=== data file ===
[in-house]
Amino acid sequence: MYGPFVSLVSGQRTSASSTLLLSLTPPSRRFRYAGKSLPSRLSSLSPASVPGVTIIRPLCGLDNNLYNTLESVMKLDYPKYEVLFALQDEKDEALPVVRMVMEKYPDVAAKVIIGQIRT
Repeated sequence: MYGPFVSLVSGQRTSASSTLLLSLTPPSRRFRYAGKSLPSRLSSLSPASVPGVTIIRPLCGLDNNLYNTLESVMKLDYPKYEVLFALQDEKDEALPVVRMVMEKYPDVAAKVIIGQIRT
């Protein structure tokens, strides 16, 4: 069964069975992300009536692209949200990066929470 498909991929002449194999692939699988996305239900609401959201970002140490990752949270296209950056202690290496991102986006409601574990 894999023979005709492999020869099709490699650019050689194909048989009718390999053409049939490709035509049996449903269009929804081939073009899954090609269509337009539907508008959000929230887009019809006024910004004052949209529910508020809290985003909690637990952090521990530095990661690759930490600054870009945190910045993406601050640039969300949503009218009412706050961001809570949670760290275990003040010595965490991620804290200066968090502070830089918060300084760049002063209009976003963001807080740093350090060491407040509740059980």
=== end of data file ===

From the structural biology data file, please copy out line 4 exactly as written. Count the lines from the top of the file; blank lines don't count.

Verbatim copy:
């Protein structure tokens, strides 16, 4: 069964069975992300009536692209949200990066929470 498909991929002449194999692939699988996305239900609401959201970002140490990752949270296209950056202690290496991102986006409601574990 894999023979005709492999020869099709490699650019050689194909048989009718390999053409049939490709035509049996449903269009929804081939073009899954090609269509337009539907508008959000929230887009019809006024910004004052949209529910508020809290985003909690637990952090521990530095990661690759930490600054870009945190910045993406601050640039969300949503009218009412706050961001809570949670760290275990003040010595965490991620804290200066968090502070830089918060300084760049002063209009976003963001807080740093350090060491407040509740059980």